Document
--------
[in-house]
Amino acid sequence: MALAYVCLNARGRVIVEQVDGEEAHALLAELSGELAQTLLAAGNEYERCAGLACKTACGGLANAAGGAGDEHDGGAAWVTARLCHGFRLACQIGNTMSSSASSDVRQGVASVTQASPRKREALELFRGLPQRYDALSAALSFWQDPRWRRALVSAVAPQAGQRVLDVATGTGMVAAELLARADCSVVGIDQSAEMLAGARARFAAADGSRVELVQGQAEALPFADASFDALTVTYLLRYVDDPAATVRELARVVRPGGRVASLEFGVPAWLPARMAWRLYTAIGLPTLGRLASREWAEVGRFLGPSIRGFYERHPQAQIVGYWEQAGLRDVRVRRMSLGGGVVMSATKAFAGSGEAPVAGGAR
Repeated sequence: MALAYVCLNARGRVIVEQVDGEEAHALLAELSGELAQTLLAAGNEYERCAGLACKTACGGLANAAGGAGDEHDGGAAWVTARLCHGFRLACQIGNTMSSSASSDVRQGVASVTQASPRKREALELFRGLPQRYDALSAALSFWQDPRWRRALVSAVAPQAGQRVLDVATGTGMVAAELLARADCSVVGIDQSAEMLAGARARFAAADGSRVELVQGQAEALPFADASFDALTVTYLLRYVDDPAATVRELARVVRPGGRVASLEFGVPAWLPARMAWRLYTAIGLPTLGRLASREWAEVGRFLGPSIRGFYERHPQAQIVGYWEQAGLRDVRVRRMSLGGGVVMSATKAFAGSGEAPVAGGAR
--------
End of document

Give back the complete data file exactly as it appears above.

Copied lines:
[in-house]
Amino acid sequence: MALAYVCLNARGRVIVEQVDGEEAHALLAELSGELAQTLLAAGNEYERCAGLACKTACGGLANAAGGAGDEHDGGAAWVTARLCHGFRLACQIGNTMSSSASSDVRQGVASVTQASPRKREALELFRGLPQRYDALSAALSFWQDPRWRRALVSAVAPQAGQRVLDVATGTGMVAAELLARADCSVVGIDQSAEMLAGARARFAAADGSRVELVQGQAEALPFADASFDALTVTYLLRYVDDPAATVRELARVVRPGGRVASLEFGVPAWLPARMAWRLYTAIGLPTLGRLASREWAEVGRFLGPSIRGFYERHPQAQIVGYWEQAGLRDVRVRRMSLGGGVVMSATKAFAGSGEAPVAGGAR
Repeated sequence: MALAYVCLNARGRVIVEQVDGEEAHALLAELSGELAQTLLAAGNEYERCAGLACKTACGGLANAAGGAGDEHDGGAAWVTARLCHGFRLACQIGNTMSSSASSDVRQGVASVTQASPRKREALELFRGLPQRYDALSAALSFWQDPRWRRALVSAVAPQAGQRVLDVATGTGMVAAELLARADCSVVGIDQSAEMLAGARARFAAADGSRVELVQGQAEALPFADASFDALTVTYLLRYVDDPAATVRELARVVRPGGRVASLEFGVPAWLPARMAWRLYTAIGLPTLGRLASREWAEVGRFLGPSIRGFYERHPQAQIVGYWEQAGLRDVRVRRMSLGGGVVMSATKAFAGSGEAPVAGGAR